Now, I do not know if you have ever seen a genuine science research paper (in say, Physics, Chemistry or Geology), but the amount of detail scientists have to go into to alter even tiny areas of knowledge, let alone make significant changes to theory, is quite daunting. They have to be very thorough and pay close attention to detail, and loads of it!

    But dialecticans hope to convince us that their 'laws' work based on a few paragraphs (or if you are lucky, a few pages) of cliched, anecdotal, and trite examples, no original data, compounded by an extensive lack of attention to detail.

    For example, they refuse to define 'quality' or 'node'/'leap' (I tried to get Zurdito to do so, just as I have tried to get others to do so now for nigh on 20 years); deadly silence there.

    Also, they will not tell you if the changes they envisage are in open or closed thermodynamic systems (in fact, I work out all the possible combinations and options at my site -- for the first time ever in this field -- they refue even to read it!).

    They not only ignore significant details like this, they give you a hard time for doubting their sacred 'laws' -- just like creationists do.

    And as if to top that, they ignore cases where their 'laws' do not work (and there are loads of those).

    And yet they expect us to take their science seriously.

    Can you imagine genuine scientists refusing to do this, or operating with such ill-defined terms?

    Mickey Mouse Science, as I said.

    Minnie Mouse Philosophy, too.
    Last edited by Rosa Lichtenstein; 11th January 2008 at 11:39.

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    It is instructive to comapre the paucity of detail offered by dialecticians in this area of Marxism, with the extensive and well-researched detail they give in economics, history and politics.

    Which just goes to show that historical materialism is a science whereas dialectical materialism is a joke.

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    Originally posted by BurnTheOliveTree@November 23, 2007 01:08 pm
    Third, the water, when it boils, is not significantly different to the water pre-boil. Steam, when all is said and done, is still good ol' H20.
    In case anyone was wondering what happens there ... the Van der Waal's (cohesive) forces between adjacent H2O molecules fall off so rapidly with distance, not according to the inverse square law, but with the _seventh_ power of the distance. When a surface molecule reaches the escape velocity, it becomes completely detached from the liquid. There is an abrupt change from having considering bonding with one's neighbors to having virtually none.

    Fourth, an actual quantity change would be to simply pour more water in to the kettle. Water is what you've got, so altering it's quanity is to add more water.
    The quantity referred to in this case isn't the amount of water, but the mean value of the kinetic energy of the water molecules.

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    We ought to remember that, around the time of Marx and Engels, it was then very recent news: that properties of a compound are determined by the kinds and amounts of the elements in it, and the elements are combined in definite proportions (Dalton) ... that periodic properties of elements can be understood by listing them in a table in a certain order (Mendeleev) ... that thermal energy isn't some kind of "fluid" but a measure of the motion of particles (Maxwell and Boltzmann). Such discoveries being so recent, it must have seemed as though it was being found that "number" is the basic building block of everything, almost in the Pythagorean sense. Also, it's understandable that many people of that generation would have had expectations that we no longer have about everything, including society and thought, soon becoming quantitative sciences.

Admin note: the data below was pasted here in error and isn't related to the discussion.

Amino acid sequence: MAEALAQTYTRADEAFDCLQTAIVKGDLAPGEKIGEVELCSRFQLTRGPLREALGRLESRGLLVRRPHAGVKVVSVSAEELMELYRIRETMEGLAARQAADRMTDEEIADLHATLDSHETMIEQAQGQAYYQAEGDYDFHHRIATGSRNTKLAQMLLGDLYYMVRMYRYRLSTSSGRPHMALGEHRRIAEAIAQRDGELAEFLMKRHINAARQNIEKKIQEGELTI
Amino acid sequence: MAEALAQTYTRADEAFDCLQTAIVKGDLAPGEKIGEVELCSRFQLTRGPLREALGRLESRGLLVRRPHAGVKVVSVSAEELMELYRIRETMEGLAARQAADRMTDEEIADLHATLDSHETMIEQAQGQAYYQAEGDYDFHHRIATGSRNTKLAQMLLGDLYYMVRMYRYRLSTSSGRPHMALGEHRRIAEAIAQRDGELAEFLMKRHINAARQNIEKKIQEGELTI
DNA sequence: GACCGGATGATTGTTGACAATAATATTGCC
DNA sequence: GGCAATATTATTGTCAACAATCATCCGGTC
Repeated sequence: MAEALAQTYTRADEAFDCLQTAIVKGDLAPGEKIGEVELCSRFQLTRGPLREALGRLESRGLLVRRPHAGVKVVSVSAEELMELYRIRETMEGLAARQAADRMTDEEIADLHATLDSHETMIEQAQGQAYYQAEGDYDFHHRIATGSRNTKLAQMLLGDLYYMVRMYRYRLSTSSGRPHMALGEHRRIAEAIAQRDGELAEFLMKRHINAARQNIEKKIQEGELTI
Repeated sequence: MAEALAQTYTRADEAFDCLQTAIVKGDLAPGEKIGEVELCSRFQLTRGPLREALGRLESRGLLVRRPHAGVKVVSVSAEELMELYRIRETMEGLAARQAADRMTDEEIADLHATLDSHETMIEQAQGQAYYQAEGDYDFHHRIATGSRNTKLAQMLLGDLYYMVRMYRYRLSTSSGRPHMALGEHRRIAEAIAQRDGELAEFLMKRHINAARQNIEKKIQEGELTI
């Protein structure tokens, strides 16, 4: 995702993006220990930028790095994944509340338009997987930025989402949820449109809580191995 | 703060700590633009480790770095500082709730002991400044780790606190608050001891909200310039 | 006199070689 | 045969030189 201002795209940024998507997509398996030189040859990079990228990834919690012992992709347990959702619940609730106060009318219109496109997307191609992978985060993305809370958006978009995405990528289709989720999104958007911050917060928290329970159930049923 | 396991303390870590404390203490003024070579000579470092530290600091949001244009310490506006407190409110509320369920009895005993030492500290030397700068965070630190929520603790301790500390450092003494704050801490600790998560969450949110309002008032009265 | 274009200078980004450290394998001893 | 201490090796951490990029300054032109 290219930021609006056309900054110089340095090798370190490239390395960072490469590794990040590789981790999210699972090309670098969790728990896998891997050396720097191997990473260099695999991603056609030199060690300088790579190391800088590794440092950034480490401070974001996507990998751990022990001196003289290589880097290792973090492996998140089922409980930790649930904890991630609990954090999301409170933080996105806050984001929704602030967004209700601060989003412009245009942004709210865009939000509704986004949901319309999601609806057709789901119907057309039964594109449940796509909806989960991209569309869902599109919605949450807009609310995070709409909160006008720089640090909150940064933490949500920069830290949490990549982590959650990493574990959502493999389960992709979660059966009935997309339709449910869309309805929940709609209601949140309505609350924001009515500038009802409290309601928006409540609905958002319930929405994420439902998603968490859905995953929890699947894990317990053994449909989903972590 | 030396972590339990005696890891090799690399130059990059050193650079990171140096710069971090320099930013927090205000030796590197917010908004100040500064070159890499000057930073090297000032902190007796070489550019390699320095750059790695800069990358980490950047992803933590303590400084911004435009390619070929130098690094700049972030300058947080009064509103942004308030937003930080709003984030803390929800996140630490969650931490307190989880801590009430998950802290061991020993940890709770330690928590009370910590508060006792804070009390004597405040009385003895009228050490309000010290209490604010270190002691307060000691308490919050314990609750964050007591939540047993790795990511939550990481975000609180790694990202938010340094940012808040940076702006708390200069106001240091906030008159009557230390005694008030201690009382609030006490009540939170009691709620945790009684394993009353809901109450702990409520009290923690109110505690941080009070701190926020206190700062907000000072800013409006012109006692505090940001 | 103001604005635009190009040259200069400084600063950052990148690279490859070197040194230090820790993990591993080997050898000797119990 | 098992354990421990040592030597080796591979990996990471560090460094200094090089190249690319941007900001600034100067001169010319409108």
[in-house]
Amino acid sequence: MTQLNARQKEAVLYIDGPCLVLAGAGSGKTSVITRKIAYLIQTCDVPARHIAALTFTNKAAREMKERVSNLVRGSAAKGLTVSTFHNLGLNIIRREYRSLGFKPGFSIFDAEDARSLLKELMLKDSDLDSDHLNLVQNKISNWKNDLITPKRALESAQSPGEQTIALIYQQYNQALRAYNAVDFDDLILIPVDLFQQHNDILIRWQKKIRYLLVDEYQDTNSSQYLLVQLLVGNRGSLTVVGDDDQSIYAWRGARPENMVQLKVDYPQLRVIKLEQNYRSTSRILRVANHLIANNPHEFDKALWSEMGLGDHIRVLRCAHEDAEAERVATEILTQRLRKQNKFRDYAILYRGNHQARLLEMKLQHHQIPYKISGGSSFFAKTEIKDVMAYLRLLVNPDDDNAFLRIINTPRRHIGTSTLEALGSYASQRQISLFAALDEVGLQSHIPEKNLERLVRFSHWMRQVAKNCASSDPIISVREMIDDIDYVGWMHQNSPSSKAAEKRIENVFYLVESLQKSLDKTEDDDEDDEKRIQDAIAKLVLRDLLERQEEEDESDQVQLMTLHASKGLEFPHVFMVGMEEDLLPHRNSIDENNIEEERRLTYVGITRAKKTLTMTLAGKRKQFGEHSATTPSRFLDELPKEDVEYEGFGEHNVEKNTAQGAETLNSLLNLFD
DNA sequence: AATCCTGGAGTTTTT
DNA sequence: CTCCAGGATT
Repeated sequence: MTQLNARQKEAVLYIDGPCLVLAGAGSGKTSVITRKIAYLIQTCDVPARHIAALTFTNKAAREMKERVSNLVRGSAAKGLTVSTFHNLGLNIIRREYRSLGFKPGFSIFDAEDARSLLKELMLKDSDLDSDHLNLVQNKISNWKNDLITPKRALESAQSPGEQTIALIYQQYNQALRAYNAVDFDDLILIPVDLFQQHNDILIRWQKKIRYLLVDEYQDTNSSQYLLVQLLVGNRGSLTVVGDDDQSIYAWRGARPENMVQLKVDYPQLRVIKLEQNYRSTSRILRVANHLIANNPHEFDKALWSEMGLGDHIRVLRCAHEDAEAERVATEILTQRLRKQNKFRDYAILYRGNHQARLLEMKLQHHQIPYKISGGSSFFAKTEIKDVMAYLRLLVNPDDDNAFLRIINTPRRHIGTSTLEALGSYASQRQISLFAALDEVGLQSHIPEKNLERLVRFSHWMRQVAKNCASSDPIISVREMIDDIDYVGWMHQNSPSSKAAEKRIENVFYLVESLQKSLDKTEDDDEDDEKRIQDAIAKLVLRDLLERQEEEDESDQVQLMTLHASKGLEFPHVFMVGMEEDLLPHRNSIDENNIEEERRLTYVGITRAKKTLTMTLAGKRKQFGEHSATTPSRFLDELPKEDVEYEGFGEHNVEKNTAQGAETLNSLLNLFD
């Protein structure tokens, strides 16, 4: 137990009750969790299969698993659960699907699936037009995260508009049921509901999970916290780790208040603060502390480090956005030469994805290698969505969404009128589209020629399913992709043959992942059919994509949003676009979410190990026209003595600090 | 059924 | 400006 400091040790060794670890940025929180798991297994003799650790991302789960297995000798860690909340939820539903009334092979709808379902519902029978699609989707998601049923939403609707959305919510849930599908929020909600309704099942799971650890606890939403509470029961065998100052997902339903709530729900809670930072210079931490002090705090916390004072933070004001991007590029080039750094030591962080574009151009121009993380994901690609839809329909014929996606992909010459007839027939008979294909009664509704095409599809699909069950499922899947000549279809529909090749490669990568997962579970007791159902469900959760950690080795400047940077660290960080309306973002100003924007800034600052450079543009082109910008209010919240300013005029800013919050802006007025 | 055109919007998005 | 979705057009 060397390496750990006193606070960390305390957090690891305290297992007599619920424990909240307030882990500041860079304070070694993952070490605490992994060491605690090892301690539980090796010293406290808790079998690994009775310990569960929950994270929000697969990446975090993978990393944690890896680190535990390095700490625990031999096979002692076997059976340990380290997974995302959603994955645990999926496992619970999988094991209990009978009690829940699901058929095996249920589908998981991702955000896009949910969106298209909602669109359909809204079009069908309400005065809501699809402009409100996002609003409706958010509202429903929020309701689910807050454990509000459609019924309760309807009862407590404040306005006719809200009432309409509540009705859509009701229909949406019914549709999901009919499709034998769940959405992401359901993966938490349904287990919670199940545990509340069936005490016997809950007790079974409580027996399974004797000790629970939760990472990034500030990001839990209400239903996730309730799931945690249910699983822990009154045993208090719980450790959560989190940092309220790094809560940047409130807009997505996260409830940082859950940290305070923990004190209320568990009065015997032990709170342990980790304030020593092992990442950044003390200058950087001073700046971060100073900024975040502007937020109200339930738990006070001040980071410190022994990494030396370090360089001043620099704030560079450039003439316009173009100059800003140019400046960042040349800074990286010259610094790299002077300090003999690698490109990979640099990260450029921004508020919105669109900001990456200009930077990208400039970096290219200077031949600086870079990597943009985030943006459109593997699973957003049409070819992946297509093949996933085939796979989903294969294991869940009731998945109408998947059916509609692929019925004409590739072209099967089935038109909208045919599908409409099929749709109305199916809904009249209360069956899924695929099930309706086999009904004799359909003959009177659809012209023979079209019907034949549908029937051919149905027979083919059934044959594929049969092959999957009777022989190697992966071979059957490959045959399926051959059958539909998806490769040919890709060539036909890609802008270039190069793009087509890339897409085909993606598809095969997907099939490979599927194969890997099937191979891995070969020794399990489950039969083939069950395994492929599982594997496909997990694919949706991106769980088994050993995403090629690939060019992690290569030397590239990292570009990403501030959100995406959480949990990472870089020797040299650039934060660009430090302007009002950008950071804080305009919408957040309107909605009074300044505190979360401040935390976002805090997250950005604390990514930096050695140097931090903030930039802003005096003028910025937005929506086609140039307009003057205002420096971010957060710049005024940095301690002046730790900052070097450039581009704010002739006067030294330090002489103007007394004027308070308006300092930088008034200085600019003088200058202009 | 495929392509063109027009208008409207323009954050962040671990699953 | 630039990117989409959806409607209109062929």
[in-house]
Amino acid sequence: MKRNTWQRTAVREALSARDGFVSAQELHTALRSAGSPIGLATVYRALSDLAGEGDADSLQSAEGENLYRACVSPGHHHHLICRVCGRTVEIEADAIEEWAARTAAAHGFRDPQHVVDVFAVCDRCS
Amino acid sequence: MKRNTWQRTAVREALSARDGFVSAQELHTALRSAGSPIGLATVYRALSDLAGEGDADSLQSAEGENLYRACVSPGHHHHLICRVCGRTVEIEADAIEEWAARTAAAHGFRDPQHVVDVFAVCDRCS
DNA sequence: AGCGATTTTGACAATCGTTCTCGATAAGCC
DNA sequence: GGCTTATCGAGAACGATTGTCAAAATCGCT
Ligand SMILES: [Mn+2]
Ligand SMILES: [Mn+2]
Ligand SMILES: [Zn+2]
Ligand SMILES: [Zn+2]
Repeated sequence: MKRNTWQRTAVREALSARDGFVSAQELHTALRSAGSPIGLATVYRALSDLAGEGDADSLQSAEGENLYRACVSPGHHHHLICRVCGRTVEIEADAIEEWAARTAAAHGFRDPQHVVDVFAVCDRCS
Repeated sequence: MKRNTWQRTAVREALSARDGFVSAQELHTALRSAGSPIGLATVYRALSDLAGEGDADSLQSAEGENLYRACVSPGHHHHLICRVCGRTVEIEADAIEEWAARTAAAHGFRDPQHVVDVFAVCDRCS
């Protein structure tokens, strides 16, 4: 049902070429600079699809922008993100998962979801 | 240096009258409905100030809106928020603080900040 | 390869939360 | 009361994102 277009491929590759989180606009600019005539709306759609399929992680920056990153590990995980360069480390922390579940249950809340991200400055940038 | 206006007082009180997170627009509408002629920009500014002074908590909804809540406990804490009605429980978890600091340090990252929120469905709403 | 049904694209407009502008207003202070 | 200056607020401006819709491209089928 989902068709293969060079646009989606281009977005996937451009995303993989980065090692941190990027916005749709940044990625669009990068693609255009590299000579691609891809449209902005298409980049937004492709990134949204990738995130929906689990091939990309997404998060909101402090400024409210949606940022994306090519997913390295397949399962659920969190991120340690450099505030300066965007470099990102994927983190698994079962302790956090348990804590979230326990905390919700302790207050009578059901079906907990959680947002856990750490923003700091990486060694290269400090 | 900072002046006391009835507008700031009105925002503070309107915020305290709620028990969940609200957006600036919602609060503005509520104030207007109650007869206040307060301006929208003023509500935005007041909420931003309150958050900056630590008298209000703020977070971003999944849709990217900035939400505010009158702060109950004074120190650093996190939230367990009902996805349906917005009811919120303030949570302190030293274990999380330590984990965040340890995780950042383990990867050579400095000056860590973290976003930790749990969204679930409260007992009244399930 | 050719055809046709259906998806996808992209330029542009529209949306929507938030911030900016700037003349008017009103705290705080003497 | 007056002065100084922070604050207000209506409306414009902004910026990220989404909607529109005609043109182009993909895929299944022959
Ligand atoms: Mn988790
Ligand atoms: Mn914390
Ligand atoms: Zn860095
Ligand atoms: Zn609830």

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    Mikelepore, I am not sure whether you are defending Engels or not, but if you are you need to address the points I raised which refute his entire 'theory'.

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    Rosa, I'm not so good at responding on my own to a book-length study of something, and I usually respond to individual sentences as I come accross them. I can say this much: Engels sneaked the dialectics into conjuction with Marxian topics, somewhat while Marx was still around to yell at him, but much more after Marx died - just as he waited until Marx was dead before he did a lot of his overdone myth-making about how idyllic the early the tribal societies were. Some of the dialectics is mystical in a Taoist sense -- the "interpenetration of opposites" is I Ching style magic. Engels' playing around with the square root of negative one and the other mathematical curiosities is a big "so what?", and there either he's practicing numerology or else he exhibits attention deficit disorder, because it has no relevance to social science, or none that he is prepared to point out. His use of Hegel's idea of "contradiction" merely repeats Hegel's error. Give me Boolean algebra and De Morgan's theorem any day to really understand how opposites interact. His emphasis on the structure of the very small, like electrically charged particles, and implication that this enlightens us about human society, seems to be the comission of the fallacy of composition, as if to say: if the bricks of which a building is made are rectangular, that explains that a buiding must be rectangular. I believe it would be proper if dialectics were used all the while the people using it were aware that it's only a hunch generator, as the exercise of automatic writing in a trance may be used as a hunch generator. The problem is that people think dialectics is a kind of logic, indeed, a superior branch of logic, as described in the book George Novack, _Dialectics of Marxism_. It must be made clear that dialectics in not capable, in even one case ever discovered to date, of distinguishing unambiguously between a true proposition and a false proposition -- some hell of a logic system, huh? It's poetry, not logic. Occasionally one of the metaphors may generate a eureka moment. In no case is it reliable to expect that in advance.